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Laying on the beach while sunseting question

  1. Aug 29, 2012 #1
    1. The problem statement, all variables and given/known data
    Suppose that, while lying on a beach near the equator of a far-off planet watching the sun set over a calm ocean, you start a stopwatch just as the top of the sun disappears. You then stand, elevating your eyes by a height H = 1.58 m, and stop the watch when the top of the sun again disappears. If the elapsed time is t = 10.9 s, what is the radius r of the planet to two significant figures? Notice that duration of a solar day at the far-off planet is the same that is on Earth.


    2. Relevant equations
    86400 s=1 day

    3. The attempt at a solution
    I attempted to solve this by setting the angle, but I think I got the wrong angle. (.0454°)
    cos(0.0454°)=((r)/(r+h)) h=1.58
    When I solved for the radius I got 1.5e^3, but it is not the right answer. Please help me figure where I went wrong! Thank you!
     
  2. jcsd
  3. Aug 29, 2012 #2

    ehild

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    Hi djkinney,

    how did you get the angle?

    ehild
     
  4. Aug 29, 2012 #3
    Hey,
    Well I'm not quite sure as to how to get the angle. I tried two different ways so far: First, I tried: 10.9s/86400s=1.26e-4°. The second was me trying something crazy and doesn't make any sense: 10.9s*(1min/60s)*(1hr/60min)*(360/24hr)=.0454°
     
  5. Aug 29, 2012 #4

    ehild

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    The first method will be all right, but it is not degrees. 1.26e-4 is the ratio to the total revolution, which corresponds to 360 degrees.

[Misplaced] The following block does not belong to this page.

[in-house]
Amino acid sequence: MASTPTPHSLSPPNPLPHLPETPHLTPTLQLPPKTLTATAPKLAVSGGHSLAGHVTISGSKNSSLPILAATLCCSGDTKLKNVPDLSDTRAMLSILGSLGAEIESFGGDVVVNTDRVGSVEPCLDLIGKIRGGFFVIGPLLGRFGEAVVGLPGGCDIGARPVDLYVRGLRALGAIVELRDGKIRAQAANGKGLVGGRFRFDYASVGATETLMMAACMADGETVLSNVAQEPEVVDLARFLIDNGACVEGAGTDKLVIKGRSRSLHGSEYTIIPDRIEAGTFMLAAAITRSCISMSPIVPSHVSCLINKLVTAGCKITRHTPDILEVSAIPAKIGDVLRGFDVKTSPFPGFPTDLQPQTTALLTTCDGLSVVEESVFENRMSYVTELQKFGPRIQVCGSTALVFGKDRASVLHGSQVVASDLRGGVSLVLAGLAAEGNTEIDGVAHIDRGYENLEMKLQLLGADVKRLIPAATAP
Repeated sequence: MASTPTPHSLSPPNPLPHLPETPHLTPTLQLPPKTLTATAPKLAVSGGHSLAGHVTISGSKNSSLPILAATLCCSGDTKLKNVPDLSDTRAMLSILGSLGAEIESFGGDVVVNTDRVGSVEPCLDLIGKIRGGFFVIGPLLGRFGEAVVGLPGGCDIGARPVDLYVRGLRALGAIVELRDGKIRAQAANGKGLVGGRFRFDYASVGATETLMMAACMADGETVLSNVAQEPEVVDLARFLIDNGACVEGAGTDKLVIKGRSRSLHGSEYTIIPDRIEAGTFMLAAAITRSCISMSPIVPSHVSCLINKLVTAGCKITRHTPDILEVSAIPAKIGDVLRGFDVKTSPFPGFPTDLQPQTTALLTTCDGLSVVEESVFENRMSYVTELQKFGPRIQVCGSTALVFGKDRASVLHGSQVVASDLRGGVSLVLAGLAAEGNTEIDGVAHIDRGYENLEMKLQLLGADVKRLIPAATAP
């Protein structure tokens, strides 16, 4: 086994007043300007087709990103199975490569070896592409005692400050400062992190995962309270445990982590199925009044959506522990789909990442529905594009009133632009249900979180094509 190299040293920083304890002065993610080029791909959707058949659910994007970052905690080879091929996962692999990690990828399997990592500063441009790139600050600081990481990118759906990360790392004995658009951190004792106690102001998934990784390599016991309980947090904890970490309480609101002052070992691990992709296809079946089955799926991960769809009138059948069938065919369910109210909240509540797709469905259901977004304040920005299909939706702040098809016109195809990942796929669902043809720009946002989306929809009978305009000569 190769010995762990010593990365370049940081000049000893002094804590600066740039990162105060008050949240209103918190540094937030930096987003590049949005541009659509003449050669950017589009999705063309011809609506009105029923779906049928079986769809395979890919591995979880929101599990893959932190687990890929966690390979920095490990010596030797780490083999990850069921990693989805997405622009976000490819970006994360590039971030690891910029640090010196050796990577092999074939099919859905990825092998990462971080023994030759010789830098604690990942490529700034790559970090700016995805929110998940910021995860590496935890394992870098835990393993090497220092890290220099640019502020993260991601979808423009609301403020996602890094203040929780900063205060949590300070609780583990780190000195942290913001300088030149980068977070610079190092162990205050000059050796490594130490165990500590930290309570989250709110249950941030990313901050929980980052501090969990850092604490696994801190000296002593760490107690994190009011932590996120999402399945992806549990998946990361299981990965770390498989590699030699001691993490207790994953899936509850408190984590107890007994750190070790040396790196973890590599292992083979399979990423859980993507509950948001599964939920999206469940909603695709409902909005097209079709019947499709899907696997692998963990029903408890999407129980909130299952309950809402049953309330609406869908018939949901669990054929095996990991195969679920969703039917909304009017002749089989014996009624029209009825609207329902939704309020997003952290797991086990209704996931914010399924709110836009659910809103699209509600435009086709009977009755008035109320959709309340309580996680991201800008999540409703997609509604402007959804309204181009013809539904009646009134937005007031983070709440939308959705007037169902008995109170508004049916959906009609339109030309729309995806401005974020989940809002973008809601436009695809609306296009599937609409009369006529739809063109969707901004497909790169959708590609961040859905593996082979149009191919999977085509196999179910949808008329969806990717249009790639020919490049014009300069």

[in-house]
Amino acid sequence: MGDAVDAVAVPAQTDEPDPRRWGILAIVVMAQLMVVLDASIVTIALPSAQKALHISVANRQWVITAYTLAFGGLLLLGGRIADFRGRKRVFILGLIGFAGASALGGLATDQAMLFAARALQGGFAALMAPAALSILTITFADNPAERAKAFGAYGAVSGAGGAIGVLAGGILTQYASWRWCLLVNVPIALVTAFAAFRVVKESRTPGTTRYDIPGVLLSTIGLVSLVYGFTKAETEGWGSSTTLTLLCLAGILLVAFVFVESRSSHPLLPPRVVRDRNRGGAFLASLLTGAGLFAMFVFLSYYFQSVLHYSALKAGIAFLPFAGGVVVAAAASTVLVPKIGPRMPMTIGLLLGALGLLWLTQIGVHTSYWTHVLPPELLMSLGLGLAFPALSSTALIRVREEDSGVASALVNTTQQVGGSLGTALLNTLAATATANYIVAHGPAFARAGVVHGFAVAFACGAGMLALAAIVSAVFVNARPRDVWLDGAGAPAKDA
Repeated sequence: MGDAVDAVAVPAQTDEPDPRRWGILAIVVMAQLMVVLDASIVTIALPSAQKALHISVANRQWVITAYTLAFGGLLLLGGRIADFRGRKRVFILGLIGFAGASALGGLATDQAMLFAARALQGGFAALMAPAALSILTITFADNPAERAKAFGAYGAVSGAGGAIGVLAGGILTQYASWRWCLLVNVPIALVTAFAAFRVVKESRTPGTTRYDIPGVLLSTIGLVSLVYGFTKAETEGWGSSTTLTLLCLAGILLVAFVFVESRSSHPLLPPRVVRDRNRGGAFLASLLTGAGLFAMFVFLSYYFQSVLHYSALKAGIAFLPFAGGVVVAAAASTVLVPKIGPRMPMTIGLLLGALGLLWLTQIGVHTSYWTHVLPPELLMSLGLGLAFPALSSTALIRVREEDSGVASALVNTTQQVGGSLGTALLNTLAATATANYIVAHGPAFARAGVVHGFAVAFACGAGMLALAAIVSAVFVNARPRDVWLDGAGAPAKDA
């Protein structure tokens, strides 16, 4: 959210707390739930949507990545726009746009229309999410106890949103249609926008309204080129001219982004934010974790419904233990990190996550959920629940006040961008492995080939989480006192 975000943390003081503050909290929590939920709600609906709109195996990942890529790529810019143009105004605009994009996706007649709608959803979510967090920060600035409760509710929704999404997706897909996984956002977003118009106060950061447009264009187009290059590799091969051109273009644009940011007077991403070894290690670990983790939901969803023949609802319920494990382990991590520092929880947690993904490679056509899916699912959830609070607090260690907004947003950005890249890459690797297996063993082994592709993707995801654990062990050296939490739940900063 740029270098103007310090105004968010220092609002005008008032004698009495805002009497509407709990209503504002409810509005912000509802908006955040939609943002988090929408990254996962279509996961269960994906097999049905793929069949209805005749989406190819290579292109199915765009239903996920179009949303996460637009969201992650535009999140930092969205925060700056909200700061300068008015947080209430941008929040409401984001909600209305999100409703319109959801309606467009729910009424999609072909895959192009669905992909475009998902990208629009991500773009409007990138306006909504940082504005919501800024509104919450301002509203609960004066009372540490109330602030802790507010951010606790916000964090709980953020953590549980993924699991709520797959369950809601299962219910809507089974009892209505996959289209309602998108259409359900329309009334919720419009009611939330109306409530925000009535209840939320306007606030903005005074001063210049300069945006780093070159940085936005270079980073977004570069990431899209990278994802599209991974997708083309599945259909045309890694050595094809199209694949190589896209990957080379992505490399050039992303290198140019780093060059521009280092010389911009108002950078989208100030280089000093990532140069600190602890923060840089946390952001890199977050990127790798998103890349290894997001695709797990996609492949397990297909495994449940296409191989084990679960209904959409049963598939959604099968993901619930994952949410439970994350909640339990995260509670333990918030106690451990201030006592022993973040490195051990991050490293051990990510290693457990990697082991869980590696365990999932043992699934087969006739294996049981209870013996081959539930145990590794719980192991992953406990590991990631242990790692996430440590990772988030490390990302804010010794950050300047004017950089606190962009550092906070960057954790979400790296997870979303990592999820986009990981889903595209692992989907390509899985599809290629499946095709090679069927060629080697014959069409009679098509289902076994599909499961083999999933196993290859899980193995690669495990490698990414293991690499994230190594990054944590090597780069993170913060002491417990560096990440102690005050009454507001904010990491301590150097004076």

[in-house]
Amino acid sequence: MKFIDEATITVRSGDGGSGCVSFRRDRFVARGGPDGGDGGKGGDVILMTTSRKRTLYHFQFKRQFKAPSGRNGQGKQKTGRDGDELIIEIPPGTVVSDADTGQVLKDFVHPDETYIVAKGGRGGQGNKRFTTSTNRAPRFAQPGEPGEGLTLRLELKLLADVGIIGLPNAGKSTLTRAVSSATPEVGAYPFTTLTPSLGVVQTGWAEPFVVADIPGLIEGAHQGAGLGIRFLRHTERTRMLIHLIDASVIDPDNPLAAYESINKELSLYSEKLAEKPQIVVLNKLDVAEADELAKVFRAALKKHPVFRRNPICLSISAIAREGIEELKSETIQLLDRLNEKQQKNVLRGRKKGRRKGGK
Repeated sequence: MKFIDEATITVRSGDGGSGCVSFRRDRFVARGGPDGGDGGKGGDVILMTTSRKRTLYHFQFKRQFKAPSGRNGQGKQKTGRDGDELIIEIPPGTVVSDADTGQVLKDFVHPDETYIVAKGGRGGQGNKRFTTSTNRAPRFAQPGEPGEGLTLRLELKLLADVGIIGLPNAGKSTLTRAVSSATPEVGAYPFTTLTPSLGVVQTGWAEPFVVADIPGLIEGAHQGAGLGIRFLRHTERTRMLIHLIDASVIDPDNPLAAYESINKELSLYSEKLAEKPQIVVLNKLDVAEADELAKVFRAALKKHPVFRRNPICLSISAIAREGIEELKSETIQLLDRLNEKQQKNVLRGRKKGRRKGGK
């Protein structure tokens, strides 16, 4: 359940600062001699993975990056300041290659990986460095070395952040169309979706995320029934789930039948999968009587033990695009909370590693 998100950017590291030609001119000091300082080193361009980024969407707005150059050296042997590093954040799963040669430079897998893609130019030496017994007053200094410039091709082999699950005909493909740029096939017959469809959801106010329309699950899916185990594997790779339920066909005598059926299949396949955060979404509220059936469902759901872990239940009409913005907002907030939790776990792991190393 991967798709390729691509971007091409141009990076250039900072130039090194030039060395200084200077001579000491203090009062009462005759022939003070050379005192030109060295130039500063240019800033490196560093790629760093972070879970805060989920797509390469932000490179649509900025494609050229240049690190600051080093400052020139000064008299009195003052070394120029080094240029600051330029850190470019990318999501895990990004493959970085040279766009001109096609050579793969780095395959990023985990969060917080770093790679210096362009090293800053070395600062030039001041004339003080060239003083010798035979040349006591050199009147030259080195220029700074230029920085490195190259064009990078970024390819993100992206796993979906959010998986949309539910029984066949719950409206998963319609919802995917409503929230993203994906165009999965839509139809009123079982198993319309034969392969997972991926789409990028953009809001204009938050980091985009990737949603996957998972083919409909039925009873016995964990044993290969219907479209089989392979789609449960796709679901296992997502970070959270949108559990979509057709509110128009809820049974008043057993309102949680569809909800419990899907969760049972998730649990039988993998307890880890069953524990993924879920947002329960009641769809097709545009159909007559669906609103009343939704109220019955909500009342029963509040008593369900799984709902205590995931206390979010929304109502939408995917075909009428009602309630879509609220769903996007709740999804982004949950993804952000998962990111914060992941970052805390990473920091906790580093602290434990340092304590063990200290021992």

ehild
     
  6. Aug 29, 2012 #5
    Okay, so that means that 1.26E^-4*360°=.04536° for the angle? Then I would still be getting my final answer as 1.5E^3
     
  7. Aug 29, 2012 #6

    ehild

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    Well, what is that angle and how is it related to the radius of the planet and your height?

    ehild
     
  8. Aug 29, 2012 #7

    CWatters

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    Cos(Angle) = R/(R+1.58)

    Angle = 360 * 10.9/(24 * 60 * 60)
     

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    Last edited: Aug 29, 2012
  9. Aug 29, 2012 #8
    Okay, so when I solve for the angle I get .0454°
    Then take the cos of the angle in which I get ≈ .9897
    Then I set that equal to R/(R+h) h=1.58 → .9897=R/(R+1.58)
    Solve for R by multiplying .9897(R+1.58)=R
    Then get like terms of one side 1.59=R-R(.9897)
    A R can be taken out 1.59=R(1-.9897)
    Then I divide 1.59/(1-.9897)=R
    R=154m
    Is this the correct setup?
     
  10. Aug 29, 2012 #9

    CWatters

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    I get

    R = 1.58 Cos(Angle) / (1-cos(angle))

    I make Cos(angle) = 0.9999996858

    and

    R= 5,029,238 meters

    The answer is error prone because the denominator involves subtracting two similar numbers. Might be best to give an answer such as approx 5,000,000 meters?
     
    Last edited: Aug 29, 2012
  11. Aug 29, 2012 #10
    Wow, I would've never done that. Even my calculus professor didn't tell me that. Thank you so much guys for your help!
     
  12. Aug 29, 2012 #11

    CWatters

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    Tip: It's usually a mistake to substitute actual values given in the problem until you have rearranged the equations.

    The steps I did were..

    Cos(angle) = R/(R+1.58)

    Cos(angle) * (R+1.58) = R

    R*Cos(angle) + 1.58*Cos(angle) = R

    1.58*Cos(angle) = R - R*Cos(angle)

    1.58*Cos(angle) = R (1 - Cos(angle))

    R = 1.58*Cos(angle) / (1 - Cos(angle))

    but there might be a shorter way!

    I then put the result of Cos(360*10.9/24*60*60) in the memory of the calculator to preserve as many digits as possible while calculating the actual result.
     
  13. Aug 29, 2012 #12
    The problems with roundoff error can be removed by using a Taylor series expansion:

    1-cosθ ~ θ2/2
     
    Last edited: Aug 29, 2012
  14. Aug 29, 2012 #13
    I have no preference about length of finding a solution as long as it's the correct one. Thank you so much once again!
     
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